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Factory-made Housing: learning from postwar ‘prefab’ – Breakfast Talk

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NLA, The Building Centre, 26 Store Street, London WC1E 7BT

United Kingdom

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The failure of many of the postwar ‘prefab’ and system-built blocks has resulted in widespread negative perceptions about ‘prefabrication’ that endure today, but how are we doing things differently now?

Richard Crossman, the Labour Minister for Housing and Local Government between 1964 and 1966 advocated the role of technology to build houses, ‘factory-built housing can be just as good as production-line cars. And I think we are going to move to this. The only thing is to make sure they are done by good architects and well- landscaped, that will get over any danger of monotony; the main thing is you standardise the production.’ So what went wrong?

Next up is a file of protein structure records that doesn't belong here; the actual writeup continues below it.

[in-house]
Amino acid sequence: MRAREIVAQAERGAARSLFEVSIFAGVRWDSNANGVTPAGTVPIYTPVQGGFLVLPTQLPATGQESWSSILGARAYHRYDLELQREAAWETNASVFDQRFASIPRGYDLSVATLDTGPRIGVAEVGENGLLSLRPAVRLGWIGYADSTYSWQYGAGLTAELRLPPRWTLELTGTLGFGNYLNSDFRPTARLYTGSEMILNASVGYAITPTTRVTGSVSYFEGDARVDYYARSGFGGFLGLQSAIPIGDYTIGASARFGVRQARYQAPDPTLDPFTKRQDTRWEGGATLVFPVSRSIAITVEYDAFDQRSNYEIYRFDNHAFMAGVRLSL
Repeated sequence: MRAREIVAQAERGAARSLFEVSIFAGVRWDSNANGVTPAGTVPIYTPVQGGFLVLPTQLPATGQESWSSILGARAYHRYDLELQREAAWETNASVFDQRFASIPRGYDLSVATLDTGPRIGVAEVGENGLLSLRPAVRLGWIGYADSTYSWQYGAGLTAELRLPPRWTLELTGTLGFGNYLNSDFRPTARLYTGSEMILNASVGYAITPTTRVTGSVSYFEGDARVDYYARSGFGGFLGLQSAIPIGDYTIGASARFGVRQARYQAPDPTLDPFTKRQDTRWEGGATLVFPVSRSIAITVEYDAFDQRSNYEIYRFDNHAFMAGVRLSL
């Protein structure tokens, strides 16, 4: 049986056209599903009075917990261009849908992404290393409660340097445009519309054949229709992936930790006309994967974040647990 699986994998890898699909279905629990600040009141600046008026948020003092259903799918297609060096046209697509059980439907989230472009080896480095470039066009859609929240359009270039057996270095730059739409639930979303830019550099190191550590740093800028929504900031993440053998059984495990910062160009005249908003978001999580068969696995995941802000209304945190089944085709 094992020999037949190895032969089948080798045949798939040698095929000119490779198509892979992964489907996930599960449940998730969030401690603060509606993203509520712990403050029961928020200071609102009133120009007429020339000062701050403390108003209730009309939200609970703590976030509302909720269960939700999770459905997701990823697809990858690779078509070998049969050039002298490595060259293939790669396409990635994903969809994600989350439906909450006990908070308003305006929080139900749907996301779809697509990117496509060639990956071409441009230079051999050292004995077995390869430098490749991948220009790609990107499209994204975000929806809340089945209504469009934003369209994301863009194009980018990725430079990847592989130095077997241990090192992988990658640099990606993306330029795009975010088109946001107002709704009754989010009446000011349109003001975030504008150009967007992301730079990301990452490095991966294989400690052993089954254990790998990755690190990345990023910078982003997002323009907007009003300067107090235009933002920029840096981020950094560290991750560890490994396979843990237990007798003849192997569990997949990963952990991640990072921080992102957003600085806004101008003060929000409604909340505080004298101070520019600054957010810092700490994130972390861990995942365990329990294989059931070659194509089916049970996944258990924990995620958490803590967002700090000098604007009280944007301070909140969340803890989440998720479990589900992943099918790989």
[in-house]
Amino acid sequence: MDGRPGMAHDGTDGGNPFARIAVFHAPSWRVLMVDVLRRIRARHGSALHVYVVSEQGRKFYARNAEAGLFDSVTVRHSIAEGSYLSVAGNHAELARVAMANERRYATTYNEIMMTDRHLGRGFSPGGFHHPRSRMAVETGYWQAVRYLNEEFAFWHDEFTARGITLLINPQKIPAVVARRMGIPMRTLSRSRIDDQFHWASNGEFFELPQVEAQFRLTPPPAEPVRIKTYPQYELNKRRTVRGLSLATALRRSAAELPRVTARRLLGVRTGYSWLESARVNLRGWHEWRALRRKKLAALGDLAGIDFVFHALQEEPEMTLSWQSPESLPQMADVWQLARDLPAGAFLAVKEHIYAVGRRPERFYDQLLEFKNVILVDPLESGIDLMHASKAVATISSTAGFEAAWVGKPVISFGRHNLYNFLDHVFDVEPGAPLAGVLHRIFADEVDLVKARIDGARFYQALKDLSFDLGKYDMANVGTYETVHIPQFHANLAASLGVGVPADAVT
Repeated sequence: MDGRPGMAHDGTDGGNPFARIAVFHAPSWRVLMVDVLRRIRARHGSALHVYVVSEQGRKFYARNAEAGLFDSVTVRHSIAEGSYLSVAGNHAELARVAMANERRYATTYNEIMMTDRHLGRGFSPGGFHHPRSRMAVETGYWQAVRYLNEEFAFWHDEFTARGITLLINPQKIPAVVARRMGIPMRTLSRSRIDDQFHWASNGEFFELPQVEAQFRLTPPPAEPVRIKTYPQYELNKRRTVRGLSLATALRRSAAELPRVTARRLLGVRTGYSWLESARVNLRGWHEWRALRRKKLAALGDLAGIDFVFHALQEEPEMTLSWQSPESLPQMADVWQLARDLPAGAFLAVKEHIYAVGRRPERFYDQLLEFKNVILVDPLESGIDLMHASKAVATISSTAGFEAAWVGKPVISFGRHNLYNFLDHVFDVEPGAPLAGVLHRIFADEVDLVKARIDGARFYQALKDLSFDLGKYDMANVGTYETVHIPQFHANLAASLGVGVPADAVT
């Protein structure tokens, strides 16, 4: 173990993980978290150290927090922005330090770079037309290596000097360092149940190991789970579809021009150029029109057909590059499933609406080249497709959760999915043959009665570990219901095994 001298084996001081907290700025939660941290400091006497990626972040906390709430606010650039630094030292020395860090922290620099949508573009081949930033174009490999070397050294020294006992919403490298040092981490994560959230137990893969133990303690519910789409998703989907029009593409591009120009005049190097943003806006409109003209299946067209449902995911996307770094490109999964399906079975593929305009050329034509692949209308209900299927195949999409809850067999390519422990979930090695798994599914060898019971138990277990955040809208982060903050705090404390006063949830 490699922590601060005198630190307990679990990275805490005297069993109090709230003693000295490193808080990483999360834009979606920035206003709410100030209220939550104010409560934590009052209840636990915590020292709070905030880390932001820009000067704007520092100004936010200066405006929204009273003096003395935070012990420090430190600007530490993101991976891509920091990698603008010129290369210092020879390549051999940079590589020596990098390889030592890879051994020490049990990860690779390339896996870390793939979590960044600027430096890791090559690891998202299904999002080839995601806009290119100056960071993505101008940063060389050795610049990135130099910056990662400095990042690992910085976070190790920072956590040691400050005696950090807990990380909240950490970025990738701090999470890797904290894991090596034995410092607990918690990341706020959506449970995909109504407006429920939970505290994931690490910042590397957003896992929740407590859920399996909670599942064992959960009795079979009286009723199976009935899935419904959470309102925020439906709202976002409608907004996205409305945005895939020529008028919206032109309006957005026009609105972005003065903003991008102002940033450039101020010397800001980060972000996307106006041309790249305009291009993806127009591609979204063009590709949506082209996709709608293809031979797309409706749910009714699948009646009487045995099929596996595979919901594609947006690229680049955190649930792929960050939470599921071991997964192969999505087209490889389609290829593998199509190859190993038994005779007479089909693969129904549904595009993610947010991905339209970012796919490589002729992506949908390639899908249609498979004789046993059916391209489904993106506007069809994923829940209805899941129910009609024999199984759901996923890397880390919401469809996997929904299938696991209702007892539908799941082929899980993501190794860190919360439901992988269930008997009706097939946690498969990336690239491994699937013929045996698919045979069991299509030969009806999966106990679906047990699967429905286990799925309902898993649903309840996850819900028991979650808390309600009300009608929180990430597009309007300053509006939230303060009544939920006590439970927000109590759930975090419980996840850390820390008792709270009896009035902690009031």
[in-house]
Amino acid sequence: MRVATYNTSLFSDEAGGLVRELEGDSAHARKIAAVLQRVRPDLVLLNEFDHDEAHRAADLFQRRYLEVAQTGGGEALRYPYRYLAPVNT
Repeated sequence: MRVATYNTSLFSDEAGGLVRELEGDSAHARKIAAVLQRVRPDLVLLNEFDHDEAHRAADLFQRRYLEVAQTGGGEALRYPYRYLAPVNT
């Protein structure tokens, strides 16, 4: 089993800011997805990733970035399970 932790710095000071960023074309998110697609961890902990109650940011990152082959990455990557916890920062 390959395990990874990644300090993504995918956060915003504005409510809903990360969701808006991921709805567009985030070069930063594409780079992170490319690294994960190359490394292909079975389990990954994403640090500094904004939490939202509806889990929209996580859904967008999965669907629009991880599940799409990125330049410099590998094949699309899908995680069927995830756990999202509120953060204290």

As part of the factory-made housing series of events, we look at the history of this type of construction and the homes that were built in order to better understand how we should approach factory methods in housebuilding now.




This event is part of NLA’s year-long Housing Programme, covering key issues such as affordable housing, public sector land, the private rented sector, off-site manufacture, the appropriate densification of housing and how we enable small developers and custom builders.

'Factory-made Housing: a solution for London?' is a major NLA research paper, exhibition and events programme.

Programme Champions: Access Self Storage, Argent Related, GL Hearn, Swan NU Living, Waugh Thistleton Architects
Programme Supporters: AECOM, American Hardwood, bptw partnership, Pocket living, Pollard Thomas Edwards, WICONA

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NLA, The Building Centre, 26 Store Street, London WC1E 7BT

United Kingdom

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